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In Japan public libraries used to be frequented only by antiquarians engaged in research or students who needed to study there. The library was a place for limited use and often as a study room. Since the mid-1960s, however, a new attitude has been introduced toward the public library, using such catchwords as "to guard the people's right to know"; "to ensure free and equal access to in formation for all people". This paper presents a brief outline of the history of public libraries in Japan after World War II.
In 1954 a group of young librarians established the Toshokan Mondai Kenyukai (The Society on Library Problems) to stimulate and activate the public library movement. In particular Kenkyukai tried to guarantee the people's right to know. Also in l954 the Japan Library Association adopted the "Library Bill of Rights", which declared the right of all people to free access to materials.
Nevertheless the level of library services at that time stayed very low. l958 statistics show that there were 723 public libraries in Japan with full-time staff of 3,447, while the amount of books lent annually per library was only 12,57l. There were many libraries that did not lend books at all. Most users were students who used only the desks and the chairs in the libraries. It was a difficu lt task to change the traditional ideas about public library use into democratic and user-oriented practice.
The committee proposed that in a city with a population of 50,000, a library should have a staff of twelve; 5,570 books should be added each year; and 2,628,000 yen ($26,000) should be allocated for books. At that time the average library staff in a city with a population of 50,000 was 3.7, and the average annual book budget was 488,800 yen ($4,888). Although the committee offered their recomme nded figures as a "minimum", many librarians criticized the recommended figures as idealistic. This report was significant in providing the foundation for the development of Japanese public libraries from the mid-l960s onward.4. The Unique Example of Hino City Public Library (l965)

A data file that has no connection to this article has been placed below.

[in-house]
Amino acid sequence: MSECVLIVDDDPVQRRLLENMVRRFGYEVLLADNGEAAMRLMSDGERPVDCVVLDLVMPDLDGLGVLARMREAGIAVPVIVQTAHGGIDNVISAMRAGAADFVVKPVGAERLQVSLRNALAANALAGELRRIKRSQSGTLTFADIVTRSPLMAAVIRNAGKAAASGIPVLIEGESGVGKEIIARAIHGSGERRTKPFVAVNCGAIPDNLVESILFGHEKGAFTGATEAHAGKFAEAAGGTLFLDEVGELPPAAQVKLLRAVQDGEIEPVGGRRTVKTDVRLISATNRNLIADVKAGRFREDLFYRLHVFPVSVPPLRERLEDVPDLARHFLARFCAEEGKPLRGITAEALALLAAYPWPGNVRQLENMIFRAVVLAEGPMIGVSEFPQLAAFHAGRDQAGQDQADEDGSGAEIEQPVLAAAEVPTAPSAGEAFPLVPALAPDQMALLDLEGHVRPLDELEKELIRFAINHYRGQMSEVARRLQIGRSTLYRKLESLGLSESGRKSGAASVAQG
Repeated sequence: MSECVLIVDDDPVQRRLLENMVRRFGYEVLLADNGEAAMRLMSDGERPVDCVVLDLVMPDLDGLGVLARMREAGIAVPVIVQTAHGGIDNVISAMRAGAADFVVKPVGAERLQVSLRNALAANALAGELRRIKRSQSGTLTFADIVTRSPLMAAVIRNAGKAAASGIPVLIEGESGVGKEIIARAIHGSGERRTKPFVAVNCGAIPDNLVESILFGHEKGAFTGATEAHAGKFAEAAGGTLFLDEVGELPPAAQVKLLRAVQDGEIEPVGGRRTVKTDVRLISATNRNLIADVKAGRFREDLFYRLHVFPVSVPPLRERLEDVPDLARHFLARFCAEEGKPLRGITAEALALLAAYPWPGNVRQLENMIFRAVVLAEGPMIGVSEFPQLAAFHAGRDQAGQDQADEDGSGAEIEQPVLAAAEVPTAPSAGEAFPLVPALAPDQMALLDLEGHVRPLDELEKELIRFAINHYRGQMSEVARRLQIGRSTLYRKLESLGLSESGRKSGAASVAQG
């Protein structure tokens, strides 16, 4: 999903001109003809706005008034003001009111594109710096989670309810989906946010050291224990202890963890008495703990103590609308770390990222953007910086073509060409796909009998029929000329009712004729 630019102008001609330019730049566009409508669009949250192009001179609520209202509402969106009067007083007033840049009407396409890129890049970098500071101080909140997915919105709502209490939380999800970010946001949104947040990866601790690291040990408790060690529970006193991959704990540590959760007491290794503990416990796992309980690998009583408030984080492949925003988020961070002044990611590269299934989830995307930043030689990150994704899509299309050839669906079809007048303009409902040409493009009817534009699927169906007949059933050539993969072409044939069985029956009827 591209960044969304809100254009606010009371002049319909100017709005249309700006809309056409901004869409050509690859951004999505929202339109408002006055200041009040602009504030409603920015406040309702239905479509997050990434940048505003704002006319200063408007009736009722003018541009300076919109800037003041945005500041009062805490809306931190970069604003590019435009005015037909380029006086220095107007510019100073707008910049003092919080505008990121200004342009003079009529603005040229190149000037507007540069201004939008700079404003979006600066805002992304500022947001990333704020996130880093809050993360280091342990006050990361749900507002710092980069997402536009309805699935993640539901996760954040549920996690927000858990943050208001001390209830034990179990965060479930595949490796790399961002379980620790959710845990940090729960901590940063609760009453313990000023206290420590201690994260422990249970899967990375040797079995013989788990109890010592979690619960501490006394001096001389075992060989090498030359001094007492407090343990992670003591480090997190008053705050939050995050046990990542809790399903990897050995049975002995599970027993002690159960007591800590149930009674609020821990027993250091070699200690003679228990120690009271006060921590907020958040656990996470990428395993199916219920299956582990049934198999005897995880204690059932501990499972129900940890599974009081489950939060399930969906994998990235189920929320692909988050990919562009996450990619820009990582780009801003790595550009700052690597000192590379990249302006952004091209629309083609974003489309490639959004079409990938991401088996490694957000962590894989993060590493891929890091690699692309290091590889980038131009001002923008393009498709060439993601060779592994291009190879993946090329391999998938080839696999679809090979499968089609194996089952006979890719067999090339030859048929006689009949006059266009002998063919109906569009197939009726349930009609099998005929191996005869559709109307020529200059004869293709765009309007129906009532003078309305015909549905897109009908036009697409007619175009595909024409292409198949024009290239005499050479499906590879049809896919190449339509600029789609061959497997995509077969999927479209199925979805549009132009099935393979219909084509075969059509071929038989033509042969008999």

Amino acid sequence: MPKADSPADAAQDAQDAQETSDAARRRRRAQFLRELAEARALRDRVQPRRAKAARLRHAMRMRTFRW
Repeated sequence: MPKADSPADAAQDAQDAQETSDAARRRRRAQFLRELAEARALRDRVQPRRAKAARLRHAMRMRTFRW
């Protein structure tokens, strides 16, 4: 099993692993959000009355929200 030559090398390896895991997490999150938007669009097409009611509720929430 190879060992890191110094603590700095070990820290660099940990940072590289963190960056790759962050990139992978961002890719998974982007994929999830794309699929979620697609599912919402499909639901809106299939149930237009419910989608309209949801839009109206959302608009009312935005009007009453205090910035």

Hino City Public Library started under the directorship of Tsuneo Maekawa in l965. "Anytime, anywhere, and to anyone" was the motto of the library. The library's managers stressed that the most important function of library services was to provide materials -- that is, circulation. In order to perform this function, a large book budget was necessary. The l965 book budget at Hino was 5, 000,000 yen ($50,000). From l966 to l970, the budget had risen to l0,000,000 yen ($l00,000) annually. This amount was surprisingly high compared to the libraries of other municipalities of the same size, whose average book budget was 50,000 yen ($500).